Who Are the Real Influencers?

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I have been hearing a lot about “influencers,” people who have managed to build a gargantuan social media following and thereby exert power in real life: as politicians, pundits, CEOs, “unboxing” video creators, and so on. Some claim that influencers are the way of the future. That must be partly true. But deliberate influence has its limits; some of the greatest influence is unintended, or at least not an end in itself. It comes from a quality of a person or thing.

Who has influenced me the most over my lifetime? Do I even know? Surely my family, friends, teachers, classmates, colleagues, students, and various mentors, but also the books I read (some modern, some hundreds or thousands of years old), the music I listen to, the places I have lived and visited, the languages I learn, the faith I practice or not, the things that happen in a day. But there’s still more: memories long forgotten, strangers who have crossed my path, mistakes I have made, angles of the light. When we speak of our influences, we usually refer to things and people we admire, but influence goes far beyond that, far beyond what we can name. Also, influence has a complex chemistry. It doesn’t always take effect right away, and even when it does, it may or may not be visible. Sometimes it inspires its opposite, or something at a skew from it.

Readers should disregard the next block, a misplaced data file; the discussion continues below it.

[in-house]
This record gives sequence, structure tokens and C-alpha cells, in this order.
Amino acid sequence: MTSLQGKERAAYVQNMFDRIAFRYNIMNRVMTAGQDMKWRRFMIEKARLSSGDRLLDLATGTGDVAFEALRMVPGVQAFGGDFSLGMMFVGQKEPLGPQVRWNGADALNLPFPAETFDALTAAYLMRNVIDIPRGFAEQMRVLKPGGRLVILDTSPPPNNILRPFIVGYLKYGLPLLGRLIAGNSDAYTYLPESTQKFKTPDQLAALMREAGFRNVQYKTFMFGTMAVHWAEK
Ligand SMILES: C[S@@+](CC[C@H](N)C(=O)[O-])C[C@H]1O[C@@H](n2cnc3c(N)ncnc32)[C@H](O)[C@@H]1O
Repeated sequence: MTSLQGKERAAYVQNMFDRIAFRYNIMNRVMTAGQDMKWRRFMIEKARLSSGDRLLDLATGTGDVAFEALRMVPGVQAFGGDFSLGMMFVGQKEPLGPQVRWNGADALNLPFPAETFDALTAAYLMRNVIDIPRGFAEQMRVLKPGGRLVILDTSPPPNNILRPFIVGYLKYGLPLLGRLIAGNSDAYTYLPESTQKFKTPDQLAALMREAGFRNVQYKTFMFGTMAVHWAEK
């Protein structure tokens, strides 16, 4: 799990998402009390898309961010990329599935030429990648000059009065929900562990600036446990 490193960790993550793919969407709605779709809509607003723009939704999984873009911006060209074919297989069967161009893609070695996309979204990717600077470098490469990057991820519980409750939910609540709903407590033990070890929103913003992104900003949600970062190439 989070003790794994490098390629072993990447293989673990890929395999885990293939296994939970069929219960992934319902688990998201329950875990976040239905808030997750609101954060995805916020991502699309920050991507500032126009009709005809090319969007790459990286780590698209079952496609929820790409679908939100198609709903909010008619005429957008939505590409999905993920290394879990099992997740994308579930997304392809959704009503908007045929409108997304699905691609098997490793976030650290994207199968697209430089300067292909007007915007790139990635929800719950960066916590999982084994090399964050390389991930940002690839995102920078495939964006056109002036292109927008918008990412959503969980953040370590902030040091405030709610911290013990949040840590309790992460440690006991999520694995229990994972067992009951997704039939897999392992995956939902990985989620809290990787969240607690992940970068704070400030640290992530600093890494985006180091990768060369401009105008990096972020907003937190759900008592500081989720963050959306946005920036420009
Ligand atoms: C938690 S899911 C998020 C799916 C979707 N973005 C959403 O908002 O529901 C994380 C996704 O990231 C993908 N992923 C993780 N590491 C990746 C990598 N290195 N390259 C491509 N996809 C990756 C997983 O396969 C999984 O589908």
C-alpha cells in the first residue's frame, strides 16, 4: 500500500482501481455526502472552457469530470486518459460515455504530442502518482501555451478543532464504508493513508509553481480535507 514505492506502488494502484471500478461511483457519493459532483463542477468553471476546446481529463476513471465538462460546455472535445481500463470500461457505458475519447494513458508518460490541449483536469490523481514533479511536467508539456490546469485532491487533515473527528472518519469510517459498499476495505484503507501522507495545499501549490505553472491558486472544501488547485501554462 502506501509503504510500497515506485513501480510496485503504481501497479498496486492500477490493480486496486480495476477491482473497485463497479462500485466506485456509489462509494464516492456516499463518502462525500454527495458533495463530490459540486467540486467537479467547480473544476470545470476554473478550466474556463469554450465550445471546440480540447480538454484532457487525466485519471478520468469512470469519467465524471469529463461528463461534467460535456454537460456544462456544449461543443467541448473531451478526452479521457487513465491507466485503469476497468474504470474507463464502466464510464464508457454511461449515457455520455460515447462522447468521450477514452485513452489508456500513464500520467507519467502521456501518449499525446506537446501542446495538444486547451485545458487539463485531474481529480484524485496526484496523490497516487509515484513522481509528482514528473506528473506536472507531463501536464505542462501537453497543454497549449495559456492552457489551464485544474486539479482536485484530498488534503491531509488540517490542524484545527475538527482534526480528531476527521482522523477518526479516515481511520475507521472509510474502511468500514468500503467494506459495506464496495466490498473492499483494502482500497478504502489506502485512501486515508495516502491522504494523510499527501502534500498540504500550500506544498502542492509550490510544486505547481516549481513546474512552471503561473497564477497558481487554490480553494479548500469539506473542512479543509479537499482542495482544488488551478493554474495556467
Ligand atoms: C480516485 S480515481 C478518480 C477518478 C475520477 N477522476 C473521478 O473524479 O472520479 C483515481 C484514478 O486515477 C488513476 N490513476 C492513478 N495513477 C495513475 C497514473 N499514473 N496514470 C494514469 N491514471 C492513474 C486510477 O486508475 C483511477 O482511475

So it is important to distinguish the “influencers” from the full range of influences in our lives. Yes, the influencer economy is part of reality. Not all of it is terrible; it offers a certain democracy, as people can gain an audience through their own efforts, with minimal equipment and funds. Also, if they’re influencing others for the sake of something worthwhile, they deserve some respect. But one can influence others profoundly without being an influencer, and vice versa.

Should influencing be a primary goal? It certainly has a place among other goals. Everyone wants to reach and affect others, and affecting them can mean influencing them. But as a primary goal it lacks something; who am I, that I should want to influence you? Even in teaching, influence happens as a result of other things: interesting lessons and subject matter, a quality of conversation, and so on. There would be something vain, for instance, about hoping all my students will go into my field or adopt my perspective. Influence, if it happens, will take its own form.

As for popularity and outward success, they have some meaning but do not deserve complete trust. Large outward success can ruin private and internal life and can quickly disappear; some brilliant work is done in obscurity. A lot takes place in between the extremes. The influencers will do what they do, but over the long run, the ones who do good work, learn from others, speak bravely, and treat others kindly will leave traces without even trying.

P.S. See the sharp and enlightening Lex maniac entry on the term “influencer.”

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